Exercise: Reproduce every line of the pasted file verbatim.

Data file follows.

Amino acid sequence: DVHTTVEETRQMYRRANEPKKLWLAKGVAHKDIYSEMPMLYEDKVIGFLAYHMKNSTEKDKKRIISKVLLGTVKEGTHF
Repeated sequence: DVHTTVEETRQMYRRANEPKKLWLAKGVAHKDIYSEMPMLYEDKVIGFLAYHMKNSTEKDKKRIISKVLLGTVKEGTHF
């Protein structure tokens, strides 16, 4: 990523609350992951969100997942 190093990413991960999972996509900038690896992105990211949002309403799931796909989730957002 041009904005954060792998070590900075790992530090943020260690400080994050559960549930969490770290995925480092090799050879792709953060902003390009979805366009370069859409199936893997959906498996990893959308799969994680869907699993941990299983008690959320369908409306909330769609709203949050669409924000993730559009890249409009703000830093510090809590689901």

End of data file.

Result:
Amino acid sequence: DVHTTVEETRQMYRRANEPKKLWLAKGVAHKDIYSEMPMLYEDKVIGFLAYHMKNSTEKDKKRIISKVLLGTVKEGTHF
Repeated sequence: DVHTTVEETRQMYRRANEPKKLWLAKGVAHKDIYSEMPMLYEDKVIGFLAYHMKNSTEKDKKRIISKVLLGTVKEGTHF
């Protein structure tokens, strides 16, 4: 990523609350992951969100997942 190093990413991960999972996509900038690896992105990211949002309403799931796909989730957002 041009904005954060792998070590900075790992530090943020260690400080994050559960549930969490770290995925480092090799050879792709953060902003390009979805366009370069859409199936893997959906498996990893959308799969994680869907699993941990299983008690959320369908409306909330769609709203949050669409924000993730559009890249409009703000830093510090809590689901």